Spotted Laternfly isn’t here yet but it’s coming, and it likes lots of our favorite plants. Here is more information.
The Michigan Gardener is a wonderful source of gardening information written by local experts and it’s free! Get a copy at your local greenhouse or nursery or go here.
Time to apply crabgrass pre-emerge? Here’s a great article by MSU’s Dr. Kevin Frank. Dr. Grank mentions using forsythia as an indicator plant; however, if your forsythia lost it’s flower buds due to last winter’s cold, GDD Tracker will help.
Not sure if crabgrass is the problem? Go here to identify what’s in your lawn.
Don’t prune oaks to prevent the spread of Oak Wilt.
Tips of your pines and spruce all over the ground? Probably Red Squirrels. If the bark is being stripped other squirrel species could be the problem.
White Pine Weevil will be showing up soon.
Purple Deadnettle is not one of my favorite flowers.
Soil Mining Bees are important pollinators and aren’t aggressive. Here’s a great article.
Steve from Swartz Creek wanted to get rid of Marmorated Stink Bugs in the home. Use a vacuum cleaner or a light trap.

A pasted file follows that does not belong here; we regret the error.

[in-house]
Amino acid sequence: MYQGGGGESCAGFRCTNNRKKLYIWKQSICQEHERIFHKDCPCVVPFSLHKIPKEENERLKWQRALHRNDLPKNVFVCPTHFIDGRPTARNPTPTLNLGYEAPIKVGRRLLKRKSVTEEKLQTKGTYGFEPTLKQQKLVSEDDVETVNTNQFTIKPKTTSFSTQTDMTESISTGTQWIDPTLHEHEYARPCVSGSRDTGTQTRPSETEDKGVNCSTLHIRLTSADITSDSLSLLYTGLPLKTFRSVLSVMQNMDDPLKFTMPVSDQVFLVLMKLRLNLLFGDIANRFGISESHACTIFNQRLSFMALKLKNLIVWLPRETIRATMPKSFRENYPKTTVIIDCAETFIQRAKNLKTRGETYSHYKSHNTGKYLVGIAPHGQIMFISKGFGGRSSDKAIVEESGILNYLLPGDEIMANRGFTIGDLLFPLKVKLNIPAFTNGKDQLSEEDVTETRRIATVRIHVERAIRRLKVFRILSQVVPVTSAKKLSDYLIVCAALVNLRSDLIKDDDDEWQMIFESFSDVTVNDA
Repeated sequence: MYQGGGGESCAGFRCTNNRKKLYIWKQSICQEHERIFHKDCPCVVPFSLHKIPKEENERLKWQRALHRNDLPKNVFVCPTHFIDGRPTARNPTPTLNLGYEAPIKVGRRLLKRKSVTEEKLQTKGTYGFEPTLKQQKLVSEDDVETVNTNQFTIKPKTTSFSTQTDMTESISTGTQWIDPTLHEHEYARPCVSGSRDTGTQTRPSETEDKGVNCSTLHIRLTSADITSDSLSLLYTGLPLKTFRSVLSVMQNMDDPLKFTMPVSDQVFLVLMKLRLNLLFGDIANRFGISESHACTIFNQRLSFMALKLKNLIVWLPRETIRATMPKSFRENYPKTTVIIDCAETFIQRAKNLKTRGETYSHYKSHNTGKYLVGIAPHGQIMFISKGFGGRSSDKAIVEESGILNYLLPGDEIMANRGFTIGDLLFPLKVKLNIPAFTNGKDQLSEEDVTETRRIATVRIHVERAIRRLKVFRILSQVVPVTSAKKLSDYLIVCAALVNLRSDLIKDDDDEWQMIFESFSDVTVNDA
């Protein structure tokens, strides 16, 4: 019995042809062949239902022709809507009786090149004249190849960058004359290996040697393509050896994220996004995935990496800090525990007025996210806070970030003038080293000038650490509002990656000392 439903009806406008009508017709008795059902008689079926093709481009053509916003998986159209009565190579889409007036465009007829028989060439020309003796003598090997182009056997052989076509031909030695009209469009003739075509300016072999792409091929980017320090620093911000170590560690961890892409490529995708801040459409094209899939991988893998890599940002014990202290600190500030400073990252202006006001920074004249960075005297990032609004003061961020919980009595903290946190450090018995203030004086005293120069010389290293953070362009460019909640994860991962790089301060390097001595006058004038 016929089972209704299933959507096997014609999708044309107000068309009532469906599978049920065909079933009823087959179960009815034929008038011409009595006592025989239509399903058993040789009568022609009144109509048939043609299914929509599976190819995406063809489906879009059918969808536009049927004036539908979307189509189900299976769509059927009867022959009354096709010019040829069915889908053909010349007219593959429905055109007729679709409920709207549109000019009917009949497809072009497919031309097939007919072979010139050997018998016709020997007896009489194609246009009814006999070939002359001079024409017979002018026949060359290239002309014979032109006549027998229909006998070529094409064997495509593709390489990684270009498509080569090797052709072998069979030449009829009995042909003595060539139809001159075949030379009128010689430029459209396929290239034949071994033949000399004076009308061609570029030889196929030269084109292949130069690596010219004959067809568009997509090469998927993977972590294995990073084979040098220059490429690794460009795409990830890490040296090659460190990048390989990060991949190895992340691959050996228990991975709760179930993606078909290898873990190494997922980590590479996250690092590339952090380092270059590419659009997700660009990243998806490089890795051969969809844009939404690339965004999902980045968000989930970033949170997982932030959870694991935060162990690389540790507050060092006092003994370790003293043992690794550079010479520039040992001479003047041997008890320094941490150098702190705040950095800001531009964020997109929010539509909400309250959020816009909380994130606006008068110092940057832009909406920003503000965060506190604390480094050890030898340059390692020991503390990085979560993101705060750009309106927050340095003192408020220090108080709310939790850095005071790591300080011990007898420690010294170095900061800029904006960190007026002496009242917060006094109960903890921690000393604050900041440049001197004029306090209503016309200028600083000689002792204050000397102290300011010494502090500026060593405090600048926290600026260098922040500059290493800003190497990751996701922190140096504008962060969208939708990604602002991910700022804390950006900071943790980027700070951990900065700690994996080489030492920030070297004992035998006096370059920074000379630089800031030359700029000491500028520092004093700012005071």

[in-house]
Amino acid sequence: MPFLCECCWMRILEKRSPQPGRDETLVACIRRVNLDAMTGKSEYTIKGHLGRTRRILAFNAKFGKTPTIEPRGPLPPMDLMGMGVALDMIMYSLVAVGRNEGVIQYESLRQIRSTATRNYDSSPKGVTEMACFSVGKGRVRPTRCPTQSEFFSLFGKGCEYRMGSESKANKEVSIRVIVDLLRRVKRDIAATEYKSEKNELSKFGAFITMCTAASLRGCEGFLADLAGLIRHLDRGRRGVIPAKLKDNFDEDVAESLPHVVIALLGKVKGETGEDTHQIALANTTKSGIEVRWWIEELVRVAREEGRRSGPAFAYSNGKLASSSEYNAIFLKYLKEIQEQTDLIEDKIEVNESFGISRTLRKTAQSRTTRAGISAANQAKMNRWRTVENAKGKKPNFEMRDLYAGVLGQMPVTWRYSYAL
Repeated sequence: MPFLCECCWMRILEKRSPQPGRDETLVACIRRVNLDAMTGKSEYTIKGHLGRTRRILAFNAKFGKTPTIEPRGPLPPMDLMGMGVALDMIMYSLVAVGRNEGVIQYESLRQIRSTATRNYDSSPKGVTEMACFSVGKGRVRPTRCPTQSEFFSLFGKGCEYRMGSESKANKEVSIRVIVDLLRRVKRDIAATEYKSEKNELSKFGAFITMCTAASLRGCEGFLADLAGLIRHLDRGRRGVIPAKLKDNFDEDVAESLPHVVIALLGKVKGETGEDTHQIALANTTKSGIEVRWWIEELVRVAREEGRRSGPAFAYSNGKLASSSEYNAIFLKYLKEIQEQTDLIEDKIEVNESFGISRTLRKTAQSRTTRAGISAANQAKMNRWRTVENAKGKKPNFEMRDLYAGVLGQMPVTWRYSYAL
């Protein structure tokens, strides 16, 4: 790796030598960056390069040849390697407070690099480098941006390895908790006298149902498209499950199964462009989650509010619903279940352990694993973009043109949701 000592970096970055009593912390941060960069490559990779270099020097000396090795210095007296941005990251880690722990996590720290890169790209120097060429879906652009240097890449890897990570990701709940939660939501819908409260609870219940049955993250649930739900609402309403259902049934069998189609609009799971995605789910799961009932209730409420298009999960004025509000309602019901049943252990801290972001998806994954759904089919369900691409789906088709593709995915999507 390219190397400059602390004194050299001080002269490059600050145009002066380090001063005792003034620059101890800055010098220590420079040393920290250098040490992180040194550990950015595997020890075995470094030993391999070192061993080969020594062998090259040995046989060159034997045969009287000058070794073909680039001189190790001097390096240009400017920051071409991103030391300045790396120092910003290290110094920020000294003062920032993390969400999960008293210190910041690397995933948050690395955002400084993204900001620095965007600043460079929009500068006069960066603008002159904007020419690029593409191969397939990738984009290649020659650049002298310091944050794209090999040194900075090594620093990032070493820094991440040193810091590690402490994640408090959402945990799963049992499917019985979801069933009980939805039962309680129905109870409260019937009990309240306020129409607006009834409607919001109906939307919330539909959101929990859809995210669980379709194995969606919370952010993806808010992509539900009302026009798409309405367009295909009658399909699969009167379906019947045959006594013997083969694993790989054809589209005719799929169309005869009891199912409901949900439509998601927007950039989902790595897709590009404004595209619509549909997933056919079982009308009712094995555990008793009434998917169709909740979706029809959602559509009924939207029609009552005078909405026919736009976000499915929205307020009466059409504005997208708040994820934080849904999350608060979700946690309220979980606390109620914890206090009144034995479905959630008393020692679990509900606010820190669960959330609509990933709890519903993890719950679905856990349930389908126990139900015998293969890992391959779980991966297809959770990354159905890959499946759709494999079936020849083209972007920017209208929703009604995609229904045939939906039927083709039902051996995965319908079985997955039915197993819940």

Steve also wanted information on stopping suckers (shoots) on the bottom of trees. You can physically remover them (best done when they’re very small) or use a material containing Ethyl 1-naphthaleneacetate. There are two products labeled in Michigan Tre-Hold made by AMVAC Chemical Corporation and Sucker Stopper RTU produced by Monterey Lawn and Garden. Follow the instructions so the material will be effective without harming the tree.
Considering hiring an arborist? Here’s how.
Sweet, hot, chilli, chilli, chile? Confused about peppers? So am I but MSU’s Ben Phillips will sort everything out here.
Thinking about adding a new landscape or redoing an older one? Consider incorporation wild-fire resistant plants.
Colleen from Rochester called about what sounded like black knot on her cherry tree. I misspoke in saying the disease is caused by bacteria, in fact, it is a fungus.
Bethany from Mount Clemens wanted to find a new home for her heirloom peonies while Ralph in Grass Lake wondered how to prevent the flowers from bending over after a rain. We talked about putting a cage around them, I tie them up using twine around the entire clump or putting a piece of 4 x 4 netting over the shoots just as they emerge and then raising the netting as the plant elongates. I forgot to mention that stems may be weak if the clump is too crowded so dividing the plant will increase stem strength. Here’s more information on peonies. A very large peony collection is located in UM’s Nicols Arboretum.